Making matters worse for Russia, not only did it fail miserably but the U.S.A. performed brilliantly, dominating the world in the total medal count and nearly doubling Russia’s achievement in gold medals. It fielded soccer teams in both the men’s and women’s events; its men’s squad did not win a medal, but it’s female team won gold. The U.S.A. also won gold in both the men’s and women’s basketball events, crushing their competition by wide margins. So the U.S.A. took gold medals in Beijing in three of the four events in sports Russia recently claimed excellence, and Russia got only one medal in those four events, a lowly bronze.
Basketball wasn’t the only place where the mighty U.S.A. slapped down the Russians, denying them a shot at the gold medal and relegating them to contending for a bronze. The same thing happened in the men’s volleyball semi-finals. Not only did the U.S. men’s volleyball team reach the gold-medal match and win it, the U.S. womens’ team also reached the gold medal match, taking silver while the Russian women didn’t even reach the medal round of play.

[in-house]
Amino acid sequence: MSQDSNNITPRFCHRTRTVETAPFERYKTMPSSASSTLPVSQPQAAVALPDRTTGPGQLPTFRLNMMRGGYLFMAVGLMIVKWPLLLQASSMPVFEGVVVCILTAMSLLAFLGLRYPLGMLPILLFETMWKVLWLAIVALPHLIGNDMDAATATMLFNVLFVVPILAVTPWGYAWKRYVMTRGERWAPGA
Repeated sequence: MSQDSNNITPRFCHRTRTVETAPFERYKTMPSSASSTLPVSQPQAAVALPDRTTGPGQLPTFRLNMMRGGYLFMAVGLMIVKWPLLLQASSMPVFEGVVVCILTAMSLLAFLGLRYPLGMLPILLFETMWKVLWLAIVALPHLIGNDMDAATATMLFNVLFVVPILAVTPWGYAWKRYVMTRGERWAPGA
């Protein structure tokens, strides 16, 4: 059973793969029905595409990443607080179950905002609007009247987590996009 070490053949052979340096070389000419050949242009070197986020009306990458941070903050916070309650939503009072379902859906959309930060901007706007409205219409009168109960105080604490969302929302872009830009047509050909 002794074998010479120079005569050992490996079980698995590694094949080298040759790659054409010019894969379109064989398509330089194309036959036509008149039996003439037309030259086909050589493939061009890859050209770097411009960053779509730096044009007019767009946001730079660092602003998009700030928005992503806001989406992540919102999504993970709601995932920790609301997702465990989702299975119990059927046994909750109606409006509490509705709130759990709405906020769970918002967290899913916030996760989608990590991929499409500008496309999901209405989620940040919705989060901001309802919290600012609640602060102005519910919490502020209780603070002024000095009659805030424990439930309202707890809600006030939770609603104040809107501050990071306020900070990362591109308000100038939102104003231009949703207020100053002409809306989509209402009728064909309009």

Russia finished the Beijing Games with a pathetic total of just 23 gold medals, in third place overall, and its gold medal total was highly misleading. As we reported previously, six of those medals were won in wrestling by athletes with names like Mavlet, Buvaysa and Shirvani — hardly names a “real” (i.e. Slavic) Russian would even recognize as being Russian because they are folks that hail from Central Asia, not Russia proper. And wrestling is hardly one of the Olympic glamour sports likely to inspire awe among world viewers. Moreover, 20% of Russia’s other gold medals came in such fraudulent non-sports as synchronized swimming (2) and rhythmic gymnastics (2). This left true “Russian” athletes with only 13 gold medals: boxing (2), flatwater canoe, women’s foil fencing, pentathalon (2), swimming marathon, women’s tennis and six in track and field — men’s high jump and race walk and women’s steeplechase, pole vault, race walk and 4 x 100 relay.
So Russia came away from Beijing with only four gold medals in significant profile events, women’s 4×100, tennis and pole vault and the men’s high jump. Not a single gold medal in a team sport! Russia finished the gold medal count only barely ahead of Britain, a nation one-third its size and hardly famous for its athletic prowess.